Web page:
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Wednesday, 25 December 2013

Sitting next to Jesus


In Matthew’s gospel, chapter 20, verses 17-19, Jesus describes the events that are to take place shortly in Jerusalem – His betrayal, arrest, crucifixion and death, followed by His glorious resurrection on the third day. It seems a little incongruous then, that these verses are then followed by the account of an unusual request.
In verses 20-24 the mother of James and John kneels at the feet of Jesus and asks that her two sons be given the positions of honour, at the right and left sides of Jesus, in His heavenly kingdom.
“You don’t know what you are asking” Jesus said to them. v.22. The fact that this was addressed to James and John implies that they had a hand in their mother’s request. “Can you drink from the cup I am going to drink?”
“We can.” They answered.
Jesus goes on to explain that it is His Father’s prerogative to allocate the places of honour next to Jesus in heaven, not His own.


I wonder who our Father has determined will sit next to Jesus?
Perhaps someone of great faith and influence.
Perhaps someone who has suffered much and been martyred.
Perhaps someone who has toiled unceasingly for the kingdom.
Maybe, just maybe, it might be a little child, or someone with a severe disability, whom the world has rejected as unwanted or useless.
We don’t know.

We do know from the many accounts in the Bible that Jesus loved and used any that would come to Him in faith. He ministered to the educated elite in the synagogues and revealed Himself to the wise scholars such as Nicodemus, but equally He was drawn to the poor and needy. He presented His teachings in parables able to be understood by uneducated folk. He sought out the outcasts – the lepers, demon-possessed, criminals and prostitutes and others, and gave them hope for a changed life in Christ.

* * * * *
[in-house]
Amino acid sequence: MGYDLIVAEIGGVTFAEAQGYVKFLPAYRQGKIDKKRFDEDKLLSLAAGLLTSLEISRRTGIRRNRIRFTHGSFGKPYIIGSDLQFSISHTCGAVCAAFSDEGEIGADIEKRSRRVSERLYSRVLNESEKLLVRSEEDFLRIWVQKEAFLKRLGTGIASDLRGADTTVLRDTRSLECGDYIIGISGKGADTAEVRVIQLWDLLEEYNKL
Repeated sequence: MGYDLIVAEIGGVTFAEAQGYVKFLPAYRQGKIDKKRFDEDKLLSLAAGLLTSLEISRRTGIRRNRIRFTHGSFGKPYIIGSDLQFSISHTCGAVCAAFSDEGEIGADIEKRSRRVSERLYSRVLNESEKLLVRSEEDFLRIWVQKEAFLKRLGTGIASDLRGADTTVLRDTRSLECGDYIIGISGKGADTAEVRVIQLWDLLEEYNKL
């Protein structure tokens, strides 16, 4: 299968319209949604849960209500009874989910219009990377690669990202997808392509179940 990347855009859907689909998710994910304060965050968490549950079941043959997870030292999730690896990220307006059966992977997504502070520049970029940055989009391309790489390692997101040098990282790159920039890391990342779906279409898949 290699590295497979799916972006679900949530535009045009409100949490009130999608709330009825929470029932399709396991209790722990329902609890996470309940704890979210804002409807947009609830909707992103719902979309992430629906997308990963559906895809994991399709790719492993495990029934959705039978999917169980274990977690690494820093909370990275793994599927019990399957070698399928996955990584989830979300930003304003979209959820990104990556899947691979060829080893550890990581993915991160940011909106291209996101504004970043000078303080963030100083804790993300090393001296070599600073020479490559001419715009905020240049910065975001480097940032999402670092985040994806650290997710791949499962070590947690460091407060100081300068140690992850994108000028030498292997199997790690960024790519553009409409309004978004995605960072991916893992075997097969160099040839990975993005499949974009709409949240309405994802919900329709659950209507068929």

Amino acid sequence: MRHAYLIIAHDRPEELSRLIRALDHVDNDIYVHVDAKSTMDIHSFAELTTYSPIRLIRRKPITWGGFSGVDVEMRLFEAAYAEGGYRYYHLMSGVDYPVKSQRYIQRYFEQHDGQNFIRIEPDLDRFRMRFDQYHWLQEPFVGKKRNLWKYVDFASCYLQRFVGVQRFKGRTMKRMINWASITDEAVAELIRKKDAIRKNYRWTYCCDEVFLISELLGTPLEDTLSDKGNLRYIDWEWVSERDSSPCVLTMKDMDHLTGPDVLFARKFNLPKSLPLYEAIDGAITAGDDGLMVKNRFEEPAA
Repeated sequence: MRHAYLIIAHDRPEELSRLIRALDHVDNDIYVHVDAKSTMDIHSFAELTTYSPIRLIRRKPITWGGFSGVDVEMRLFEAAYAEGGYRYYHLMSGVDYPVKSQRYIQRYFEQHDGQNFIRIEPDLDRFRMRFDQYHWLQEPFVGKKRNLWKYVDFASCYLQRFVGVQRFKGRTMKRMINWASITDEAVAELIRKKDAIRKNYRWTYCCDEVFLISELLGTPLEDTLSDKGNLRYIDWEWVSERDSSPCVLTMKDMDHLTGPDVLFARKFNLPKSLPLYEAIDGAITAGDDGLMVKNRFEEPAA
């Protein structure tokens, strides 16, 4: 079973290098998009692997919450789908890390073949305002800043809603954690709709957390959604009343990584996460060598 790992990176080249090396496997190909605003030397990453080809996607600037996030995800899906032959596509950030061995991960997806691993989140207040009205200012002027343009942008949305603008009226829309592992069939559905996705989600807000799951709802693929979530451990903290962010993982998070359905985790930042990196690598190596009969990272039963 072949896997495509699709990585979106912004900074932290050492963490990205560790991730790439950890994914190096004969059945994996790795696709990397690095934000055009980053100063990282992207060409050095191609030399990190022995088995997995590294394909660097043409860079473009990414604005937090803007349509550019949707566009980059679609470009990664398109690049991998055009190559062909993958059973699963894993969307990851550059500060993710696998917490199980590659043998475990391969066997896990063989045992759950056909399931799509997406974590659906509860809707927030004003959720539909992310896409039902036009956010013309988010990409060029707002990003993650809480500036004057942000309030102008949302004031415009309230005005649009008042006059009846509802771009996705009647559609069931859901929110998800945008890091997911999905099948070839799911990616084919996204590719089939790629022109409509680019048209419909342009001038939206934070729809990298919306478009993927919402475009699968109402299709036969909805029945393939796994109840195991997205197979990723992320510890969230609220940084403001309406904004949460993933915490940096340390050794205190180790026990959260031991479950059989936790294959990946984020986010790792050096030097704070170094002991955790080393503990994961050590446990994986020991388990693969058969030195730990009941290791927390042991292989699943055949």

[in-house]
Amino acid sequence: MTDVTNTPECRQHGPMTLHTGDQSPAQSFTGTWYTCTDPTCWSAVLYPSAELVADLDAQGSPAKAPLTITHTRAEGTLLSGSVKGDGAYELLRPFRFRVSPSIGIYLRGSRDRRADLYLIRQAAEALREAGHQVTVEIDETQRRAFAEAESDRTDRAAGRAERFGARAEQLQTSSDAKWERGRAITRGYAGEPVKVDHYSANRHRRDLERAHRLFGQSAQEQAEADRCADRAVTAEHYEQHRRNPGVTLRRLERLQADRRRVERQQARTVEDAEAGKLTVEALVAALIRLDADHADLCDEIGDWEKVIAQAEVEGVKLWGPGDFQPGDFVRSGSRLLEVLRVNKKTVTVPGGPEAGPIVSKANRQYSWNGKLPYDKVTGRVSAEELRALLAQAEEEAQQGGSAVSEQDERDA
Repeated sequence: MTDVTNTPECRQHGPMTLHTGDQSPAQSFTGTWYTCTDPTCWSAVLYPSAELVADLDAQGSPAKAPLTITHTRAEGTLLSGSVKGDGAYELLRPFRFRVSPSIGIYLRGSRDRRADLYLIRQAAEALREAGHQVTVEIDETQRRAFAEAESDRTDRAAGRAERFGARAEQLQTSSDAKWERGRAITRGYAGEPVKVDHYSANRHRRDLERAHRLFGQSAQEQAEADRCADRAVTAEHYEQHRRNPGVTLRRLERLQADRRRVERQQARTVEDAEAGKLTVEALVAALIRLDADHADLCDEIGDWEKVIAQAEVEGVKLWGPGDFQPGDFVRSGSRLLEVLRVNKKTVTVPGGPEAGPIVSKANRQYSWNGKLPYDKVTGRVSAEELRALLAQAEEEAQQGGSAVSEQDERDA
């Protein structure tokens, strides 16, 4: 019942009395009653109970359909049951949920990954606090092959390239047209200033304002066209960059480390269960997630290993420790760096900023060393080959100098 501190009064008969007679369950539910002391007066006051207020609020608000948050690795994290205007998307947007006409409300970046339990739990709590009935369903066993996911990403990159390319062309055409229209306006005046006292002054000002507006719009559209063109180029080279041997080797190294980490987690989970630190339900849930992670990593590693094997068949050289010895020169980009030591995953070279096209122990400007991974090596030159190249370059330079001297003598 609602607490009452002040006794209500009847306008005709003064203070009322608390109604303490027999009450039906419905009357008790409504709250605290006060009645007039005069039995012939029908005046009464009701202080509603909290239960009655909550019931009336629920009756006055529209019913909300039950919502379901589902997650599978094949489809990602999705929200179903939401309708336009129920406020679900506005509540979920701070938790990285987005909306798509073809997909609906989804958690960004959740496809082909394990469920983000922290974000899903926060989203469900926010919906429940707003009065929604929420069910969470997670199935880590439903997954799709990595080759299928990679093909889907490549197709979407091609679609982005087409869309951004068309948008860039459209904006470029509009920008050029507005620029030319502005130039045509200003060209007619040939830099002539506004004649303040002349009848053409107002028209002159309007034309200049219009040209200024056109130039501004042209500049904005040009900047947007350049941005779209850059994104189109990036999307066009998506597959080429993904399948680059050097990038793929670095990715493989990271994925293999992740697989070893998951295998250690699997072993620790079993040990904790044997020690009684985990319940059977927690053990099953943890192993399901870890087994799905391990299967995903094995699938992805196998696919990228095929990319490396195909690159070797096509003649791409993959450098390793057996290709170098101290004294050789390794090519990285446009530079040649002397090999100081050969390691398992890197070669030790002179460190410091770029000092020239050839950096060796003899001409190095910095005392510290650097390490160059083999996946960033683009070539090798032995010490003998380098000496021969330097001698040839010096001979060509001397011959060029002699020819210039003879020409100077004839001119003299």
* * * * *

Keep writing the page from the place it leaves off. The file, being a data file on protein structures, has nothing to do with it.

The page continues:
James and John had been with Jesus throughout His earthly ministry and had witnessed many miracles, but their minds were still on earthy values of position and power. It was not until Jesus’ resurrection and ascension and the gift of the Holy Spirit at Pentecost that the true nature of Jesus’ kingdom would become apparent to them. Because the greatest gift we can ever hope to receive is that which Jesus enabled by His death and resurrection – the gift of eternal relationship with God – the Father, Son and Holy Spirit.

I think any of us when we get to heaven will no doubt realise how little we deserve to be there, and what a debt of gratitude we owe our Saviour. If we can fall at His feet and wash them with our tears before joining in the praises of our heavenly brothers and sisters in Christ, that will be enough.






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